Real Lawyer Reacts to The Simpsons (Itchy & Scratchy Trial)
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Real Lawyer Reacts to The Simpsons (Itchy & Scratchy Trial)

October 27, 2019

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  1. So you cannot steal an idea but you can steal the EXPRESSION. Explain that for me. Does that mean I can write about the concept of talking trains like Audrey’s Railway Series but cannot use assets specific to that that series such as locations and specific characters?

  2. I read this article sometime ago talking about how only in the past couple years did material past 1923 start to enter into the public domain again, after a change in the law retroactively added 95 years onto works. I'll link it below, but is that true? And can the law be changed again to keep works by Disney and others out of the public domain again? Because unless I misunderstood, a lot of stuff by Disney should have entered PD by now.

  3. Fun fact: Night of the Living Dead fell into the public domain because when the title was changed prior to release they failed to have the copyright logo over the title screen credit. That shows just how crucial it was.

  4. If Lionel Hutz did work on a contingency basis instead of money down, he would be a millionare and wouldn't need to be the terrible lawyer that he is. Oooh, the irony….

  5. Objection:

    If Manhattan madness was made in 1919 and the law of 1923 changed copyright to the public domain for all material before 1923 then steamboat itchy which was made in 1928 violated no copyright laws and roger Meyers had full rights to use the character of itchy for his works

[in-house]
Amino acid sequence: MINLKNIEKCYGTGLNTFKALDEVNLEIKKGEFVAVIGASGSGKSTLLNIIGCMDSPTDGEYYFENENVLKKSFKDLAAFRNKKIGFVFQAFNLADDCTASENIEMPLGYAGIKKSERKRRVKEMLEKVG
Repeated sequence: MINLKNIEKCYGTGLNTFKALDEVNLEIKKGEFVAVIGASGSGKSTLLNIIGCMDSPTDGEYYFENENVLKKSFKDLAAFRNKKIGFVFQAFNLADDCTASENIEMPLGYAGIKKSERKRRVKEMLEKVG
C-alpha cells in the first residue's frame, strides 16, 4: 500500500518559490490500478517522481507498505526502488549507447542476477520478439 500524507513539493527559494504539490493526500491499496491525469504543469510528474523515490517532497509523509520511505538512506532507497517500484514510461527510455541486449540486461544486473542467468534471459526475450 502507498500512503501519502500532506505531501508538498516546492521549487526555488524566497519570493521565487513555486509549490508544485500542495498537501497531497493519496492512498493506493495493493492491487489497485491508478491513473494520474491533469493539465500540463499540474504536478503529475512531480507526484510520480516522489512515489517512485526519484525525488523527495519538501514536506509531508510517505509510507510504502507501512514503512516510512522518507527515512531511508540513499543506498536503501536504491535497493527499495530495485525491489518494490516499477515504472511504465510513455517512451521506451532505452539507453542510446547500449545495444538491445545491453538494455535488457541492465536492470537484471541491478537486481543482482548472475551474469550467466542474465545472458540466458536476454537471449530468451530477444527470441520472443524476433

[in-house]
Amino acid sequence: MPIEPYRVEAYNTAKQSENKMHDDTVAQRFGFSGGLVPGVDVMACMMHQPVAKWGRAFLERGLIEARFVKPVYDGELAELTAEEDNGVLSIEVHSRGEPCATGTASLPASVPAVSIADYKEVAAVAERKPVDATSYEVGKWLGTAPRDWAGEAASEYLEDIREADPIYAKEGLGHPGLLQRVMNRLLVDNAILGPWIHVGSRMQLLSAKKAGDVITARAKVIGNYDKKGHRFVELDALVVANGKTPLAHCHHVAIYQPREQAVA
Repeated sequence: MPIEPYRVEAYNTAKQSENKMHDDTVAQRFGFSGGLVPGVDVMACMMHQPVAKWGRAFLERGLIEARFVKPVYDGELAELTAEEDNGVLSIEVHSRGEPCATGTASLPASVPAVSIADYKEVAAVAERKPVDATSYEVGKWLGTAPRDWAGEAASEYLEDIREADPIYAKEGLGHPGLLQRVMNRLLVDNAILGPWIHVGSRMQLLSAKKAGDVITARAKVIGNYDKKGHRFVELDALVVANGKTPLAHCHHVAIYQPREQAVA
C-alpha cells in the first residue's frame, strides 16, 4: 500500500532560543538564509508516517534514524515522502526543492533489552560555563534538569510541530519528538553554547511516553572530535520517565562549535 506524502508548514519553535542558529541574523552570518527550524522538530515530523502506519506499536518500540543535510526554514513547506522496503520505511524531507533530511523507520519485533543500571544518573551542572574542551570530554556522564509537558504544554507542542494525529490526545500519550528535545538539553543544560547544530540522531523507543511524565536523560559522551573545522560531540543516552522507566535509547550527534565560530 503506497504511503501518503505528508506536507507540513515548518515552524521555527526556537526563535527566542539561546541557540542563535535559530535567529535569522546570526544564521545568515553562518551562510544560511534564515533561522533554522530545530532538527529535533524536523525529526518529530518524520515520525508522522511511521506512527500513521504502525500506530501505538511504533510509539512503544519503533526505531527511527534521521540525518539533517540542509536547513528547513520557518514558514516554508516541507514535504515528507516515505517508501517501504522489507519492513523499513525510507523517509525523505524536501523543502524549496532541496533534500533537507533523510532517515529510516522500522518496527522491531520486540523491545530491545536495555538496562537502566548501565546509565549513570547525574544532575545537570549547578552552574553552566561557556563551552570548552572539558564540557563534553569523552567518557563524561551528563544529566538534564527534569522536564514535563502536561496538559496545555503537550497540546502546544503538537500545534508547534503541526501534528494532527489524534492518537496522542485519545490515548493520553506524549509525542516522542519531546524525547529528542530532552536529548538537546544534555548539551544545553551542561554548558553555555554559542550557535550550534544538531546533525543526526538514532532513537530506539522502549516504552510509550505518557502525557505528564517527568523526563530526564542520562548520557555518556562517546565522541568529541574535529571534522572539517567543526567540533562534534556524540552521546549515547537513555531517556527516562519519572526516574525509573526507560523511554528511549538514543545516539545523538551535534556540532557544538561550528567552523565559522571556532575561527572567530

6. Objection:

    Bart's probably unauthenticated piece of evidence wasn't put forth at the evidence discovery stage, it was simply taken out of the sleeve as a common plot device.

  7. OBJECTION! You didn't explain what happens if a defendant refuses to turn over evidence which would be harmful to them, like the missing tape. What would they be guilty of? Obstruction? Who would try them, and how would they go about proving a negative (that the defendant hid/destroyed evidence)?

  8. I beg of you, please do icarly. Spencer went to law school for three days, and he uses that in many episodes. But i forgot which episode it was, sorry.

  9. Fun Fact: Steamboat Willie is actually based completely off an old movie released in 1928 called Steamboat Bill Jr. Just thought of that when the guy talked about how cartoons plagiarize things done before.

  10. How many times do I have to tell YouTube I'm not interested in this channel for it to stop recommending/autoplaying it???

  11. If any copyrighted work originated before 1923 is now in the public domain, then wouldn't the evidence that Itchy and Scratchy dates from before, rather than after, 1923 also put it into the public domain when it previously wasn't? I'm sure the company that owned it would've gone to great lengths to erase any evidence of its true age way before they were sued.

  12. Objection: You honor, Council is using suppressed evidence (edited video) against my client. You ruled the show could only last 21 minutes.

  13. There is another episode that would be very good for your show. It's in one of the three house horror specials. Homer sells his soul to the devil for a donut, and after having consumed the donut, he refused to give it up. So they have a trial.